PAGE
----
Government In Turmoil As Mass Ministry Resignations Continue
The PM could face a second threat within days.
Malcom Turnbull is bracing for a second attack on his leadership following a swathe of resignation offers from his front bench, as rival Peter Dutton ramps up his policy agenda.
At least ten ministers -- Dutton of course, followed by Michael Sukkar, Angus Taylor, Concetta Fierravanti-Wells, James McGrath and Zed Seselja -- have offered to resign after supporting the attempted coup against the PM, but most were rebuffed and will remain on the front bench.
Senior cabinet ministers Steve Ciobo, Michael Keenan, Greg Hunt joined the list followed by Citizenship and Multicultural Affairs Minister Alan Tudge.
Liberal Deputy Leader Julie Bishop confirmed to Sky News on Wednesday morning the PM has only accepted the offers from the home affairs minister and International Development Minister Concetta Fierravanti-Wells, who wrote a letter criticising the Liberal Party for moving too far to the left.
"My conservative base has been very concerned about the direction of the government. We are bleeding votes to the right," she said on Wednesday, saying she was yet to speak with the PM.
"I think it's very important for a government, particularly a Coalition government, to have the appropriate balance of moderate and conservatives."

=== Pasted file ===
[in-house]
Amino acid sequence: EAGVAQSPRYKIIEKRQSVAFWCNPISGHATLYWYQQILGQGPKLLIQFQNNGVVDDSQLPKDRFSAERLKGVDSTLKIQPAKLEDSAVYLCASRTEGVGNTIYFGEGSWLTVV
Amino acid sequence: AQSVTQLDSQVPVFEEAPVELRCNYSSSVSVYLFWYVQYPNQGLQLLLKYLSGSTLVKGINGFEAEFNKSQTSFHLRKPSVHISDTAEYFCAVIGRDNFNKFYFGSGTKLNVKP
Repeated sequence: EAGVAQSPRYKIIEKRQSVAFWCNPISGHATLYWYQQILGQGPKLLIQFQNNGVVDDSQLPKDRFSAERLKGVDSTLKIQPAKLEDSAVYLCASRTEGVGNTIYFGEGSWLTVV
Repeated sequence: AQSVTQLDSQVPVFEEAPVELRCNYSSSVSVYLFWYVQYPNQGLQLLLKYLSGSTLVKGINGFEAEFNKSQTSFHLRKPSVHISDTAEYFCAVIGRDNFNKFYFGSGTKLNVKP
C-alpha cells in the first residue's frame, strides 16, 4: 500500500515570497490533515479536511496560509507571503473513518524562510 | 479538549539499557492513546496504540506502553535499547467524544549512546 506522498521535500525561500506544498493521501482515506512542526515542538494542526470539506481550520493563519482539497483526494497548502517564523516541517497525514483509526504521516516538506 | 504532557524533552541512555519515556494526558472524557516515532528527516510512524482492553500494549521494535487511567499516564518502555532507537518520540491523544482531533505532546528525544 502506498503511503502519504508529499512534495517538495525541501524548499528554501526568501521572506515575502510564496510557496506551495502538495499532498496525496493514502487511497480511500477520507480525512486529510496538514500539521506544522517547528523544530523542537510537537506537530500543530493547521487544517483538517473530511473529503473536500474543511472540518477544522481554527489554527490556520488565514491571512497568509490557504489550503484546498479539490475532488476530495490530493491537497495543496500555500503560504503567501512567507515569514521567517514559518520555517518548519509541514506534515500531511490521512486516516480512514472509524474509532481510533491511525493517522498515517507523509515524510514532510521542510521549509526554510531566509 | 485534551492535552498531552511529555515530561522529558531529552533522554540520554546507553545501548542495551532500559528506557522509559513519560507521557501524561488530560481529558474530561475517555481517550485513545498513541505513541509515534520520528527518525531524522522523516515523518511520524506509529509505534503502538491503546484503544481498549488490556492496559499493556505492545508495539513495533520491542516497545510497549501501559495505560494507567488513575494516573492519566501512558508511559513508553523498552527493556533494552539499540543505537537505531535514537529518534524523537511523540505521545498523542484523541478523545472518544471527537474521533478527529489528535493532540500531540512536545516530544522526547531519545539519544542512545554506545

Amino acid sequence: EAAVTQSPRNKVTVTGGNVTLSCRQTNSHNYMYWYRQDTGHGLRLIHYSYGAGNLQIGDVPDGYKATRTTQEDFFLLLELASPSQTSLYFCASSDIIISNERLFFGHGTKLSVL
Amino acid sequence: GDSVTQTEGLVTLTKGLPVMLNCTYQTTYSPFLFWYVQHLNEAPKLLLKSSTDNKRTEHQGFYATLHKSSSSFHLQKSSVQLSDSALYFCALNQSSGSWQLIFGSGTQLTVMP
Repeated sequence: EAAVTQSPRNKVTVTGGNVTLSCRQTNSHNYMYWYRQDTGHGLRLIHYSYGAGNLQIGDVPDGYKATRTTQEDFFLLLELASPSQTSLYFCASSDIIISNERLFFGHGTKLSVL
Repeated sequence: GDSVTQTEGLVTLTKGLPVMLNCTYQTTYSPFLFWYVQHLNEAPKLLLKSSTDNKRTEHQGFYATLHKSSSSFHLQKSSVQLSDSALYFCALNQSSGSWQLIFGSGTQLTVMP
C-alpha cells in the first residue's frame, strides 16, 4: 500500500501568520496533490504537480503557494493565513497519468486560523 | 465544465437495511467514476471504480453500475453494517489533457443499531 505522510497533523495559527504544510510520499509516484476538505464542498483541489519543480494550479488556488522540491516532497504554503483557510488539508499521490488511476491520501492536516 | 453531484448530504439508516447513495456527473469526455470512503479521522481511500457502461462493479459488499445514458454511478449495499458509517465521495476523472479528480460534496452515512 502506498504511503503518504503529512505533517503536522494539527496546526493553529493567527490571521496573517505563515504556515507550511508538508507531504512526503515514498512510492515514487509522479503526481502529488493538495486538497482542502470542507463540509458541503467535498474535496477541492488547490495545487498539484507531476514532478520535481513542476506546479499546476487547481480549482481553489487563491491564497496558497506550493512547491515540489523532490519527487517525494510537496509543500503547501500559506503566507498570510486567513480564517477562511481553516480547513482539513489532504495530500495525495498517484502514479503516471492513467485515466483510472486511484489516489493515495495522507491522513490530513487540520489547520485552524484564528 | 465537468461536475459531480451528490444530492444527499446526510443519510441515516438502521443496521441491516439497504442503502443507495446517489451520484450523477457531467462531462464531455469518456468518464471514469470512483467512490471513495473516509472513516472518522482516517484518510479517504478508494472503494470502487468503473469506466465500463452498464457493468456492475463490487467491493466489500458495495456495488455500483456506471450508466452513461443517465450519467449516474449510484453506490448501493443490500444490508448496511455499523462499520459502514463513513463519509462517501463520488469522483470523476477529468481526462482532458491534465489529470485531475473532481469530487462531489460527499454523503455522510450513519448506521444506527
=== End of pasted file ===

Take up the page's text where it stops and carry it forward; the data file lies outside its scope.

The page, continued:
Assistant Treasurer Michael Sukkar offered his resignation after voting for Dutton in the spill, along with Assistant Minister to the Prime Minister James McGrath.
Bishop said a number of people who voted against Turnbull had since reconsidered their decision.
The flurry of resignations throws the Turnbull ministry into chaos, with no apparent ready replacements for many of the experienced heads. It will further weaken Turnbull's position, with a chunk of his trusted close team essentially signalling no confidence in his leadership.
But it's not all bad news for Turnbull, with some of his supporters rallying.
At least three Nationals MPs, including Veteran Affairs Minister Darren Chester, are threatening to quit the Coalition and sit on the cross bench if Dutton becomes Liberal leader.
"All options are on the table in a volatile environment," Chester told The ABC.
"There's no reason why any potential challenger, whoever that may be, should assume that they can command numbers on the floor of the House of Representatives, given we have a one-seat majority."
Under that remarkable possibility, the Coalition would no longer boast the necessary numbers to retain government, essentially forcing an election to find out which party can claim office.
It also remains unclear if the motley House cross bench -- Bob Katter, Rebekah Sharkie, Andrew Wilkie, Cathy McGowan and Greens MP Adam Bandt -- could be relied on to guarantee supply.
Turnbull has previously said he would consider leaving parliament if ousted from the top job. A by-election in Wentworth would also complicate matters in any change of leader.
Tuesday night's developments have thrown a spanner in the works for both men locked in a battle for the leadership. Turnbull is suddenly on the lookout for new ministers, while Dutton is faced with a headache that he could win the Liberal leadership but immediately lose government.